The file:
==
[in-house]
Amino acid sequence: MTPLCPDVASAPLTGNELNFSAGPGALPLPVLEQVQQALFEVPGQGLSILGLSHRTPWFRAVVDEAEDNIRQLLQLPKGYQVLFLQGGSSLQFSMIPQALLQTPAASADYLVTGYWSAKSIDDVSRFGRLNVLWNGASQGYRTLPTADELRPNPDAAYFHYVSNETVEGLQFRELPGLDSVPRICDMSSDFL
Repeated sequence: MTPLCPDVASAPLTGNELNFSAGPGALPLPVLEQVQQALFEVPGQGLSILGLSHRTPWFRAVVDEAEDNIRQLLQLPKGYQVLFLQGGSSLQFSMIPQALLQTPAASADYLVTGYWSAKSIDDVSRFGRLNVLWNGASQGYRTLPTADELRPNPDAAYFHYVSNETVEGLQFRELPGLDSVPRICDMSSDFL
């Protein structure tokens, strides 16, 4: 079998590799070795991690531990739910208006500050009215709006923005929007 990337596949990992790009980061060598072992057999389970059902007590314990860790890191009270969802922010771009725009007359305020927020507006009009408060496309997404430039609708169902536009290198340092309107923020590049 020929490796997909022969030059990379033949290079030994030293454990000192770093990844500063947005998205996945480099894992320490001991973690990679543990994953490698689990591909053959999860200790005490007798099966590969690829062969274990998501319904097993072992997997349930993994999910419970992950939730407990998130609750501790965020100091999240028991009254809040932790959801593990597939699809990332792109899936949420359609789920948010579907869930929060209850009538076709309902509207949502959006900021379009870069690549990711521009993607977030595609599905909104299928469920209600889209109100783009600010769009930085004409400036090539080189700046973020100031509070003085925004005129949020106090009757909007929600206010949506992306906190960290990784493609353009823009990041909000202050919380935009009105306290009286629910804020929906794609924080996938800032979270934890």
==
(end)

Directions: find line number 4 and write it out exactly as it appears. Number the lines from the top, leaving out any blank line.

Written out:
């Protein structure tokens, strides 16, 4: 079998590799070795991690531990739910208006500050009215709006923005929007 990337596949990992790009980061060598072992057999389970059902007590314990860790890191009270969802922010771009725009007359305020927020507006009009408060496309997404430039609708169902536009290198340092309107923020590049 020929490796997909022969030059990379033949290079030994030293454990000192770093990844500063947005998205996945480099894992320490001991973690990679543990994953490698689990591909053959999860200790005490007798099966590969690829062969274990998501319904097993072992997997349930993994999910419970992950939730407990998130609750501790965020100091999240028991009254809040932790959801593990597939699809990332792109899936949420359609789920948010579907869930929060209850009538076709309902509207949502959006900021379009870069690549990711521009993607977030595609599905909104299928469920209600889209109100783009600010769009930085004409400036090539080189700046973020100031509070003085925004005129949020106090009757909007929600206010949506992306906190960290990784493609353009823009990041909000202050919380935009009105306290009286629910804020929906794609924080996938800032979270934890």